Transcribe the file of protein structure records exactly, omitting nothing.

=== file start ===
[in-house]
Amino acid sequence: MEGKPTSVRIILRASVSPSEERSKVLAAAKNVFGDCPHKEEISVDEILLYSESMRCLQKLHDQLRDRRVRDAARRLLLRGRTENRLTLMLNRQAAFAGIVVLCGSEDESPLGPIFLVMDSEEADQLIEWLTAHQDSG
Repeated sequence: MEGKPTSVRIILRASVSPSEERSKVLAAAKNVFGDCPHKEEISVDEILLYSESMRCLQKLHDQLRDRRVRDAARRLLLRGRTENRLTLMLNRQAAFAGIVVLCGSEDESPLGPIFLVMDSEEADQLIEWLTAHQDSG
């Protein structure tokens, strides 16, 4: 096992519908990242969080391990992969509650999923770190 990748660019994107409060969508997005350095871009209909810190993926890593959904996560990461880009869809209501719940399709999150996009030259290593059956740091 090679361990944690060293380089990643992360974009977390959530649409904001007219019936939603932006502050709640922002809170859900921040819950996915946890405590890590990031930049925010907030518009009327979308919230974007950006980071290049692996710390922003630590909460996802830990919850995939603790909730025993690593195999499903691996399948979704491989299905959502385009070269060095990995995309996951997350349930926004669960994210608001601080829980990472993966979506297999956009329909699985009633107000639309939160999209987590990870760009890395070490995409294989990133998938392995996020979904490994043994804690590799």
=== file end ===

[in-house]
Amino acid sequence: MEGKPTSVRIILRASVSPSEERSKVLAAAKNVFGDCPHKEEISVDEILLYSESMRCLQKLHDQLRDRRVRDAARRLLLRGRTENRLTLMLNRQAAFAGIVVLCGSEDESPLGPIFLVMDSEEADQLIEWLTAHQDSG
Repeated sequence: MEGKPTSVRIILRASVSPSEERSKVLAAAKNVFGDCPHKEEISVDEILLYSESMRCLQKLHDQLRDRRVRDAARRLLLRGRTENRLTLMLNRQAAFAGIVVLCGSEDESPLGPIFLVMDSEEADQLIEWLTAHQDSG
């Protein structure tokens, strides 16, 4: 096992519908990242969080391990992969509650999923770190 990748660019994107409060969508997005350095871009209909810190993926890593959904996560990461880009869809209501719940399709999150996009030259290593059956740091 090679361990944690060293380089990643992360974009977390959530649409904001007219019936939603932006502050709640922002809170859900921040819950996915946890405590890590990031930049925010907030518009009327979308919230974007950006980071290049692996710390922003630590909460996802830990919850995939603790909730025993690593195999499903691996399948979704491989299905959502385009070269060095990995995309996951997350349930926004669960994210608001601080829980990472993966979506297999956009329909699985009633107000639309939160999209987590990870760009890395070490995409294989990133998938392995996020979904490994043994804690590799």